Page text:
The name of Franklin D. Roosevelt and the city of Warm Springs, Georgia are forever linked in history. He spent so much time there between 1924 and 1945 that it became known as the “Little White House.”
Today, FDR’s crowning glory, Social Security, is being threatened by Herschel Walker and his mentor, Florida Senator Rick Scott. We, the descendants of Roosevelt, his Vice President Henry Wallace, Secretary of Labor Frances Perkins, and Secretary of Commerce Harry Hopkins, feel an obligation to defend him and call on Georgia voters to use their tremendous power to do the same in the crucial upcoming Senate runoff.
In 1921, at the age of 39, FDR contracted polio—a virus that can infect a person’s spinal cord and cause paralysis and even death. Warm Springs was where he came to for treatment and inspiration.
FDR appointed a Cabinet-level Economic Security Committee, chaired by Perkins, which included Wallace (then Secretary of Agriculture) and Hopkins as federal relief administrator, and tasked them with designing a comprehensive and enduring Social Security program for American workers, their families, and the disabled.
FDR considered the Social Security Act of 1935 the “cornerstone” of his entire administration. Today it serves almost two million Georgians. A quarter of a million are disabled and receive Social Security Insurance (SSDI), which may also go to a spouse or child living with a disability.
From the outset, conservatives have referred to Social Security as “socialism.” FDR’s 1936 opponent, Alf Landon, called it a “hoax” and a “fraud.” He lost in a landslide.
FDR had insisted it is an insurance benefit, which workers earn by paying them through the “FICA” payroll tax deducted from each paycheck – 6.2 percent of earnings, supplemented by 6.2 percent from their employer .
He saw the payroll tax as central and gave workers “a legal, moral and political right to collect their pensions and unemployment benefits. With these taxes in, no damn politician can ever scrap my Social Security program.”
Republican President Dwight Eisenhower saw it the same way. There may be “a tiny splinter group” of politicians who want to mess with Social Security, he wrote, but “their numbers are negligible and they are stupid.”
Well, dumbass is in the upcoming Georgia runoff. Leading Republicans have proposed radical plans to end the Social Security and Medicare guarantee. Florida Senator Rick Scott, who is leading the Republican drive to win Walker’s election, has proposed scrapping both programs after five years in a sweeping plan that rails against “socialism” and praises privatization.
Under Scott’s plan, Social Security, Medicare and the payroll tax would only continue if Congress could agree on how to renew them. Congress would have full discretion to cut them, privatize them, turn them into undeserved welfare, or “bankrupt” them.
The chair of the Republican National Committee has officially backed Senator Scott’s plan, praising it for being “full of actual solutions.” Senator Scott has asked Georgians to vote for Walker.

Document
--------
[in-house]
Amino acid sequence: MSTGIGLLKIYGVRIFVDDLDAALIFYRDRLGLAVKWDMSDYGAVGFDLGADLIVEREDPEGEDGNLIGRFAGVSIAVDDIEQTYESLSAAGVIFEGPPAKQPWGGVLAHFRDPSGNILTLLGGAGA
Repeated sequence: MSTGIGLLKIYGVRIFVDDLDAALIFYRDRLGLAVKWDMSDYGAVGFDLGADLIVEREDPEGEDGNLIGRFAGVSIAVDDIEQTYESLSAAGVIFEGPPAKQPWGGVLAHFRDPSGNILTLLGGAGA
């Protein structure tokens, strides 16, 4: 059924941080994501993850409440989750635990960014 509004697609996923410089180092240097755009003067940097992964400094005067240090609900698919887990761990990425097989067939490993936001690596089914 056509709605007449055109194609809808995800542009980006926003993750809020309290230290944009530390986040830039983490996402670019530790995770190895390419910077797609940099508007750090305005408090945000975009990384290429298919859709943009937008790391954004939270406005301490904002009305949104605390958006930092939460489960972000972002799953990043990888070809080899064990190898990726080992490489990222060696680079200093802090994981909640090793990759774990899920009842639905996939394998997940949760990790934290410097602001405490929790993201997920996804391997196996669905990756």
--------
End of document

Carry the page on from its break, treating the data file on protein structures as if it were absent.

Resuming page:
FDR, Wallace, Perkins and Hopkins would be the real conservatives in the room – they would fight for it save up Those earned benefits that are the rightful property of people who have poured their entire working lives into them – the most popular federal programs of all time. For them, the challenge would not be to dismantle Social Security and Medicare, but to maintain and strengthen them.
A simple solution stems from the little-known fact that the richer you are, the less payroll tax you pay. Earned income over $147,000 per year is simply not taxed. Get rid of that ridiculous billionaire cap. Make the CEO pay the same 6.2 percent as the janitor. Use the additional income to improve performance and services and strengthen long-term solvency.
But don’t hold your breath and wait for Herschel Walker to back the rich people’s tax hike. According to Forbes, he makes $7 million a year, lives in a $12 million mansion and owns three luxury yachts. It’s not much of a mystery as to why he has Donald Trump’s “complete and unreserved support,” given the ex-president is famous for his tax cuts for the wealthy and his plan to abolish the payroll tax.
We recently celebrated the 87th birthday of FDR, who signed Social Security into law. It touches the life of every working Georgian from Warm Springs to Savannah and has saved millions from the “poor house.” For generations it has been proof that government can and must be a force for good in the lives of ordinary people.
A Walker win would put the Senate — and the future of Social Security — on a 50-50 knife edge. Keeping principled and caring Senator Raphael Warnock would send a message that the people of Georgia will not condone stupid schemes to interfere with their rights.
James Roosevelt, Jr. is an attorney and former deputy commissioner of the Social Security Administration. Henry Scott Wallace is a lawyer and a foundation director. Tomlin Perkins Coggeshall is the founder of the Frances Perkins Center. June Hopkins is Professor Emeritus of History at Georgia Southern University, Armstrong Campus.
Note: This is an opinion article in terms of category placement on this site. It is not a report. The opinions expressed are the author’s and do not represent those of The Georgia Sun.